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  • Pressure Washers

    The fuel injection pump on my backhoe ate itself so I started cleaning all the muck and grime with engine degreaser and a pressure washer I got for free from 3PhaseLightBulb. It's like an 1800 psi, low volume pressure washer but works fine for basic tasks like this.

    Then I saw Mr. Fixit's post in the thread about wet sand blasting kits for pressure washers, something I thought about a few years ago, but those kits require a minimum of 3000 psi / 4 gpm pressure washer.

    So now I'm thinking about upgrading my pressure washer and then adding a wet sand blast kit for removing paint and a hot water conversion kit for steam cleaning greasy / oily things.

    Trouble is, I don't know who makes a good pressure washer these days. All of the product reviews I've seen are based on "homeowner" pressures washers (1800 psi, battery operated, etc.). What would you guys recommend? I see DeWalt makes a 3500 psi 4 gpm gas powered unit that was expensive but not way out of the question. Many of the truly commercial ones seem to be >>$1k, and that's too steep for how often I would use it.

  • #2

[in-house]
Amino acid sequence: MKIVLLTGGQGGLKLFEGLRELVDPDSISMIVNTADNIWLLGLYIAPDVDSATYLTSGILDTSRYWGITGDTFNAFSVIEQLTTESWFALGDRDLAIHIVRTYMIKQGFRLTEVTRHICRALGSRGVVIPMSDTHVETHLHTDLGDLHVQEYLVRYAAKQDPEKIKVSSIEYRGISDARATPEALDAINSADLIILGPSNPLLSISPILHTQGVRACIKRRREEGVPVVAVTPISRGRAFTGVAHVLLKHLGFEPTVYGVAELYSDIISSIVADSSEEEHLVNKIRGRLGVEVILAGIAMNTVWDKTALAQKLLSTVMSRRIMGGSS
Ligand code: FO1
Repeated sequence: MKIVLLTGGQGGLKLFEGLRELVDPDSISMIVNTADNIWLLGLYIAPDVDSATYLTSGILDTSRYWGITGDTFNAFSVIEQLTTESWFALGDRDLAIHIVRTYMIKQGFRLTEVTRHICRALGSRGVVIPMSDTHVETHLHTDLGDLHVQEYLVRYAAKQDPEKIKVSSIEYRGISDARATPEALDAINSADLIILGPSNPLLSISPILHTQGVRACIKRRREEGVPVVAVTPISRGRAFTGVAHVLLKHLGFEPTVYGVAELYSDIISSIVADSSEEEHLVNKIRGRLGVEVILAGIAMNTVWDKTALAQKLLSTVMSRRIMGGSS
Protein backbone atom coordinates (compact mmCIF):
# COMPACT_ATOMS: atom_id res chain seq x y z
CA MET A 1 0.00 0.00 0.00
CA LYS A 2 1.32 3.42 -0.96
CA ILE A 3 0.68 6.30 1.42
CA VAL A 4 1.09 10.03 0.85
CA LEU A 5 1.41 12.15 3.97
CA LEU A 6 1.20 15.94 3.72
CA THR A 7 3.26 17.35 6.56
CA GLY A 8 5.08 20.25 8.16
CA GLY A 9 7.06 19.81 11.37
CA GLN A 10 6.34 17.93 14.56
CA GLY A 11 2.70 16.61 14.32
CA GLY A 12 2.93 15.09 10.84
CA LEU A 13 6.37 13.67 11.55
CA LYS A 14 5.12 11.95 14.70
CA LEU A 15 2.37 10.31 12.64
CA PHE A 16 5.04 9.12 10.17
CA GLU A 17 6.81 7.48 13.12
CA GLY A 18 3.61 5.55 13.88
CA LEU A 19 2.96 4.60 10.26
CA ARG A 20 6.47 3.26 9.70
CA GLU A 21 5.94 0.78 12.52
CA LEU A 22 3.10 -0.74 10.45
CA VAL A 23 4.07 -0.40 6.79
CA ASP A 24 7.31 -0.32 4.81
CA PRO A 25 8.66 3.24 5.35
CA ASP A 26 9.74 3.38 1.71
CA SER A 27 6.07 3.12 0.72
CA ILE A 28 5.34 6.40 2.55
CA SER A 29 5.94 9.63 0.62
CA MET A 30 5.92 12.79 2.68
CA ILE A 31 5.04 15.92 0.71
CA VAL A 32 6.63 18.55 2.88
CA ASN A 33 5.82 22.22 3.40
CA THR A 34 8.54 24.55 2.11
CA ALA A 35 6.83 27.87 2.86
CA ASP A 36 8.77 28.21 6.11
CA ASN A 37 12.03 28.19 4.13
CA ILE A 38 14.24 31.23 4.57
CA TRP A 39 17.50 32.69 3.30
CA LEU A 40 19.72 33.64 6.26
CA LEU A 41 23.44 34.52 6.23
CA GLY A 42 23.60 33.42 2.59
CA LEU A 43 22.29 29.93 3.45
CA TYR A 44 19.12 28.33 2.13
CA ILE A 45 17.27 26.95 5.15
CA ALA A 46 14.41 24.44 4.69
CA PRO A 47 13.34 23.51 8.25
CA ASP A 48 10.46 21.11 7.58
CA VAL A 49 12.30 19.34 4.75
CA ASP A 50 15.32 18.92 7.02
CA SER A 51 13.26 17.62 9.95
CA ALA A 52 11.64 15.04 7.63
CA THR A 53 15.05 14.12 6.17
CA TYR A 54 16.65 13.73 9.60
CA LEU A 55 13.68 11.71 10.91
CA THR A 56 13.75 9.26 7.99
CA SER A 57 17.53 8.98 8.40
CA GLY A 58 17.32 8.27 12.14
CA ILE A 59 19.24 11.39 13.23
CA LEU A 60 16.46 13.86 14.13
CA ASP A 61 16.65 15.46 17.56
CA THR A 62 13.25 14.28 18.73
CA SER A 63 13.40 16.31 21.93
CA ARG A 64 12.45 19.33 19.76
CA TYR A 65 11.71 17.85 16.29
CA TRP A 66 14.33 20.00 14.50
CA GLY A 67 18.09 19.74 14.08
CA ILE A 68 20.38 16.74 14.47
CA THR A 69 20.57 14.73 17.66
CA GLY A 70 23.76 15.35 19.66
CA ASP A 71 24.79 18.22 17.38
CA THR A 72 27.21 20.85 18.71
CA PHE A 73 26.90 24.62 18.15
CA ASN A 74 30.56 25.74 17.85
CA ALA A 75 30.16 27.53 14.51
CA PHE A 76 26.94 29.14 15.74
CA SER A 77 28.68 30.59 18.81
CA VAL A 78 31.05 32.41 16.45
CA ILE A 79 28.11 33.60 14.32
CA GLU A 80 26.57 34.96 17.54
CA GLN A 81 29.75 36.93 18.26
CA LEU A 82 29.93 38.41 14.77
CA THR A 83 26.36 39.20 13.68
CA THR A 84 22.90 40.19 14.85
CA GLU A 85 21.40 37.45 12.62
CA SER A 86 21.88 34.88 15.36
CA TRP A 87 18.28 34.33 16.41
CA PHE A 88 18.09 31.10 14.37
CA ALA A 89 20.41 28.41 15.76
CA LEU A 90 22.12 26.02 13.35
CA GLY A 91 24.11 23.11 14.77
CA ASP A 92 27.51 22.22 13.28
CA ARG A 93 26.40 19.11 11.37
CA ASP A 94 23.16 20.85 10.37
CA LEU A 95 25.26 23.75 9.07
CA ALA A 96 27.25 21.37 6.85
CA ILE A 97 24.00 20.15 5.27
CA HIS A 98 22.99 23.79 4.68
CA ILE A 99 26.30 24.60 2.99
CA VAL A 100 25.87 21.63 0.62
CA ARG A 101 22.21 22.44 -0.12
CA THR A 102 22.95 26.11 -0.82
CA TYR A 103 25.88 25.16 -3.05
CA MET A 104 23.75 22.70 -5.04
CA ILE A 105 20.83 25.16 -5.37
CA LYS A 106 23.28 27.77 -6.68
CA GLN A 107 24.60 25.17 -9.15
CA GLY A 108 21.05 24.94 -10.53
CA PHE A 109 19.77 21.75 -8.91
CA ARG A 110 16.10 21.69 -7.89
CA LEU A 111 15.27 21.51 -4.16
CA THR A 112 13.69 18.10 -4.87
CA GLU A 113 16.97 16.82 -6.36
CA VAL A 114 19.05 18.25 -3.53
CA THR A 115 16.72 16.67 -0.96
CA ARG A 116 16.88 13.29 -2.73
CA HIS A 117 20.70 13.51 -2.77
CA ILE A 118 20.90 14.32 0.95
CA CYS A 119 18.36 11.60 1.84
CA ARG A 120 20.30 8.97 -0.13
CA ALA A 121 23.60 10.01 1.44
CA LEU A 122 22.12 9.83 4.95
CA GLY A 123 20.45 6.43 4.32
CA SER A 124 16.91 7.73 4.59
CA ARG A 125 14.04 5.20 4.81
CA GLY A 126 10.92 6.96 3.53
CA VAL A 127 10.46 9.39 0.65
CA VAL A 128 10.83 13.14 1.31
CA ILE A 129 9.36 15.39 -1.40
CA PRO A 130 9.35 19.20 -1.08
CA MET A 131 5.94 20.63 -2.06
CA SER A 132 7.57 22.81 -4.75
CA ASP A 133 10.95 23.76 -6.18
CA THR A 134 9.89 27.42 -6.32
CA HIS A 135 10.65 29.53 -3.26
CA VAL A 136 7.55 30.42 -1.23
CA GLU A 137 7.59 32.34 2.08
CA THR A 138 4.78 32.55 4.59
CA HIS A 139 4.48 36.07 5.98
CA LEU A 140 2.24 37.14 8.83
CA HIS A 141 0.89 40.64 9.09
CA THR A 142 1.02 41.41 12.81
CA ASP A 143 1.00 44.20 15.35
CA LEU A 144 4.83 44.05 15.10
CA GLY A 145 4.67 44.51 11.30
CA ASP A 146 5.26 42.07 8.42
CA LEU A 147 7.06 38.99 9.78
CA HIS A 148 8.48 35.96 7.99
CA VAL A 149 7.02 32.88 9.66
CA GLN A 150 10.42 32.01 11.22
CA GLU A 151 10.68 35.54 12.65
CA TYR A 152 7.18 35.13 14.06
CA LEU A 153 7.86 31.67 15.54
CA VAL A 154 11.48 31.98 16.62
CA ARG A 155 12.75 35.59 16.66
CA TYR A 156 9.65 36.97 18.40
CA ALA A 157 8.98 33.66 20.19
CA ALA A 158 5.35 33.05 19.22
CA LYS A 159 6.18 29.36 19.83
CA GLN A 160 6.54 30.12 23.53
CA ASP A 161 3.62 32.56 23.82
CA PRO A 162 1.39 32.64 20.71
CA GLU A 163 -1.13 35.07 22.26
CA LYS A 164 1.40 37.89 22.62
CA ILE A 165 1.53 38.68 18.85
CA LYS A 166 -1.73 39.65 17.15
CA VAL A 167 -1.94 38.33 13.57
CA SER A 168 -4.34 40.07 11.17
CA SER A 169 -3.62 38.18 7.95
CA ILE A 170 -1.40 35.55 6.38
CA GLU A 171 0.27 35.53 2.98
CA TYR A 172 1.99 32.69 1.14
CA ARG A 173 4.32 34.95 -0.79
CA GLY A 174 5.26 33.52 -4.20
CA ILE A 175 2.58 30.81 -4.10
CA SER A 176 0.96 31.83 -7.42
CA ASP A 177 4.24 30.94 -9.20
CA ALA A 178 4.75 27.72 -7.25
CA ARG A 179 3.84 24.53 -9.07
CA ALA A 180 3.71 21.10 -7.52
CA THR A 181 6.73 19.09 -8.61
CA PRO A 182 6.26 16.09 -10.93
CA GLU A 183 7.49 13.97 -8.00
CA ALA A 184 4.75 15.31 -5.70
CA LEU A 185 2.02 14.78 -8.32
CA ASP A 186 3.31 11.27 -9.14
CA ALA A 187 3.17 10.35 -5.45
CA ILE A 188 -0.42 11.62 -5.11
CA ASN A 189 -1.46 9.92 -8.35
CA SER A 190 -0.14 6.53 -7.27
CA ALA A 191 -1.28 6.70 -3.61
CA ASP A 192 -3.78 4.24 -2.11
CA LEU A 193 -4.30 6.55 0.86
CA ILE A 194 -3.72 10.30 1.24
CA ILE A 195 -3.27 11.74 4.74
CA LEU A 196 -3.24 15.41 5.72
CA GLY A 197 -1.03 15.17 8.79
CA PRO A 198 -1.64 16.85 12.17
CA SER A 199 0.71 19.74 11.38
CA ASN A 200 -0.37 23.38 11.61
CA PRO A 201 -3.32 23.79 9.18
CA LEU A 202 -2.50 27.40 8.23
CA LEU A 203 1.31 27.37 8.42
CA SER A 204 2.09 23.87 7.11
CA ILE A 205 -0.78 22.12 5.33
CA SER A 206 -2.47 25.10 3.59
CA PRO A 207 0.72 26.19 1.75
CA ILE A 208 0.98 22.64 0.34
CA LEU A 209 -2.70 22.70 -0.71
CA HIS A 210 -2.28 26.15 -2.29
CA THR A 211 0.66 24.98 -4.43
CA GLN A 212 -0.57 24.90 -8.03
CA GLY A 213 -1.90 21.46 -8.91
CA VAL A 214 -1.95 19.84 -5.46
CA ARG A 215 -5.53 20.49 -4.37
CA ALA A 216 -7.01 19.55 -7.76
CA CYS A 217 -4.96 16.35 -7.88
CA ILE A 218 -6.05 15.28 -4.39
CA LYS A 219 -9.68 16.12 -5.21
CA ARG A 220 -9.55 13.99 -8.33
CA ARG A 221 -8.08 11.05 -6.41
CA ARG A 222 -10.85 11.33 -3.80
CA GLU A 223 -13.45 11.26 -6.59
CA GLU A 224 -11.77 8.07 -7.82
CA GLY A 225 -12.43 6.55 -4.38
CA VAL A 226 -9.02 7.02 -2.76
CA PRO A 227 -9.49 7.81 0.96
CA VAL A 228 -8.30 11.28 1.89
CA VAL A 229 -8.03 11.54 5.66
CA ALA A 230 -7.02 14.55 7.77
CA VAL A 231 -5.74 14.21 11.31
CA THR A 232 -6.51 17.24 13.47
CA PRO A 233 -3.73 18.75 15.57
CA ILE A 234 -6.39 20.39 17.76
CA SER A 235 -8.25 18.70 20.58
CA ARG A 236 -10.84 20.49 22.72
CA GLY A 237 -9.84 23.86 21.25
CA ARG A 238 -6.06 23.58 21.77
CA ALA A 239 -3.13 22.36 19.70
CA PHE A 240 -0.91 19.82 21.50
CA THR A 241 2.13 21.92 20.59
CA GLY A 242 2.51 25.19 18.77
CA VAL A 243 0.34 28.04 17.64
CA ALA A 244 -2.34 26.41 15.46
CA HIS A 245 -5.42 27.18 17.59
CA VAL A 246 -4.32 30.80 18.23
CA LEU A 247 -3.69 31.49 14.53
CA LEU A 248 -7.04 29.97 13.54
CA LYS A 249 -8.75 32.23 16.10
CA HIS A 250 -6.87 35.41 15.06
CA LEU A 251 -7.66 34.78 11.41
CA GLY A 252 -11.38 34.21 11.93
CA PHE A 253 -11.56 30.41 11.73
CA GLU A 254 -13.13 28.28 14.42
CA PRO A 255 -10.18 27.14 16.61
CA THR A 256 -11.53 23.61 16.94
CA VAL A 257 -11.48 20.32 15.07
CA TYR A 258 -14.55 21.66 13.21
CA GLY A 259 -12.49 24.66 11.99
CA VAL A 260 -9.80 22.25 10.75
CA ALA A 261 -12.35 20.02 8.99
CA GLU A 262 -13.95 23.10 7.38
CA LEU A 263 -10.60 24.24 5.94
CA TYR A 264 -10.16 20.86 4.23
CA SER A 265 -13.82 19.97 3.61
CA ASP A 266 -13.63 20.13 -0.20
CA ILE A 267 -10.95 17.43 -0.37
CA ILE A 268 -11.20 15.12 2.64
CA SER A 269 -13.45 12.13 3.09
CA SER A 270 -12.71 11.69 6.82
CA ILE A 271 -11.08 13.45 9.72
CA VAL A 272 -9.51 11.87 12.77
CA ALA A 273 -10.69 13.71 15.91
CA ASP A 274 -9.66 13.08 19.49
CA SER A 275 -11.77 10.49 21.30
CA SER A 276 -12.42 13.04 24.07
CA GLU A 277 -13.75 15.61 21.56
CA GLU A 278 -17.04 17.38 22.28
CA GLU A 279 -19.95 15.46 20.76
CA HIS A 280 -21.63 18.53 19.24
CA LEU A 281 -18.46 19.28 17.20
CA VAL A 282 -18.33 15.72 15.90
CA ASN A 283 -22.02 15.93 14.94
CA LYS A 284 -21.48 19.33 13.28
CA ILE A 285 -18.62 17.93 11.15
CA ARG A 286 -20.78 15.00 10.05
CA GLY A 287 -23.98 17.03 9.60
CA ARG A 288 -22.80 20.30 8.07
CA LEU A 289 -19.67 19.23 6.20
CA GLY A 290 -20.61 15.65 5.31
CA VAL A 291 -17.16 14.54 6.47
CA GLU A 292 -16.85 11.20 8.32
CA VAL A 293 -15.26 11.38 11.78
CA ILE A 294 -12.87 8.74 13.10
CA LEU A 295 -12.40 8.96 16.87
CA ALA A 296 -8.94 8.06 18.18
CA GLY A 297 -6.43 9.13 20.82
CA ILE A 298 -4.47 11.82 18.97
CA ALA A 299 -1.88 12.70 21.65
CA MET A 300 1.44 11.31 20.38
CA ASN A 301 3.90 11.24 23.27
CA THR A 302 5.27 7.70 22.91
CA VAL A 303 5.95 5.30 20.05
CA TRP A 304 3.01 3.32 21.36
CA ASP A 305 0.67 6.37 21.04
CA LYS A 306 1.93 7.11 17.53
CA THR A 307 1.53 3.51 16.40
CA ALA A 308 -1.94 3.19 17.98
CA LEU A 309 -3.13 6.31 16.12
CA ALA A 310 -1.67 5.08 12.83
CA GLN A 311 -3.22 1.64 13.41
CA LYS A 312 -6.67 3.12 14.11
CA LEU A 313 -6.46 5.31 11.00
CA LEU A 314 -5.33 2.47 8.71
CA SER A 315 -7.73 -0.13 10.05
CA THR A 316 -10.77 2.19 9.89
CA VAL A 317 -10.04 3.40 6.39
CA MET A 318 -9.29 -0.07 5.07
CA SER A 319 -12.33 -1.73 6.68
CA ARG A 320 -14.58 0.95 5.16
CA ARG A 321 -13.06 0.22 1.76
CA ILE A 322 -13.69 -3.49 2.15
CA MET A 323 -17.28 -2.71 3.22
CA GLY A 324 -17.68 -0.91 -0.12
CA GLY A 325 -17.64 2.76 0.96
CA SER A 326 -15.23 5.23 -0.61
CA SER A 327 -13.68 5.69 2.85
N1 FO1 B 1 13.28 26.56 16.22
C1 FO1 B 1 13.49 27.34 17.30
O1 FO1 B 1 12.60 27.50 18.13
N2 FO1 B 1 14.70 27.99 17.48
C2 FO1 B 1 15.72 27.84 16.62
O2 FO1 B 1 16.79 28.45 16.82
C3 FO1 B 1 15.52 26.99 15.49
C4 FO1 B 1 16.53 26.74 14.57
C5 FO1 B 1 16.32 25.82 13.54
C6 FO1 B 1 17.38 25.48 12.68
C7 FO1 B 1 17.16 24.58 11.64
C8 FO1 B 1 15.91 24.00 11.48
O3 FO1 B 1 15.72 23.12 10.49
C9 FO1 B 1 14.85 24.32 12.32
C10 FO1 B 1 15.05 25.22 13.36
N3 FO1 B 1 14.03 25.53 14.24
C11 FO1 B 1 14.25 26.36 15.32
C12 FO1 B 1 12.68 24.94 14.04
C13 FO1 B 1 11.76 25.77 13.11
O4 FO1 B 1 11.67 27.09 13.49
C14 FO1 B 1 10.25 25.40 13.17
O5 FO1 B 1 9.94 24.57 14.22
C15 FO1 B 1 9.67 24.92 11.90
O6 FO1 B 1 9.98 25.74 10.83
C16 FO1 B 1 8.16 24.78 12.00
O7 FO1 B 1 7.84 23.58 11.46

I bought mine from Northern Hydraulic (now Northern Tool) about 35 years ago. Cold water unit with a Honda gas engine. Kept the pump from freezing and so far so good. It's a Cat brand pump. Not sure of the quality of the new ones, but at least they have an offering at a wide spread variety of price points.

    If you're in the northeast and want to explore some of the industrial options give these people a try: http://powerwashersales.com/ Their new ones would most certainly be a big budget buster, but they may have something used coming in on trade that you could justify, or at least steer you in a good direction.

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    • #3
      My DeWalt has been flawless for the ~10 years I've had it (4200 psi @ 4 gpm). Honda motor. I have replaced the pressure hose in that time, as it burst when a friend borrowed it once.
      I can't imagine the pumps would last long with hot water, but I have no idea. I could see the sand blasting being useful for some things where the mess would no issue.

      Comment


      • #4
        Everyone that makes them just assembles parts and slaps their stickers on them. Here's a site that will confuse you with so much data. https://www.pressurewashersdirect.com/

        Gas job? Honda engines as few use usa made engines. The good Honda engines have the angled cylinder. Red =made in japan.
        The same engine in black = Thailand.

        Best pumps are Cat. The metalflake blue ones and made in Japan.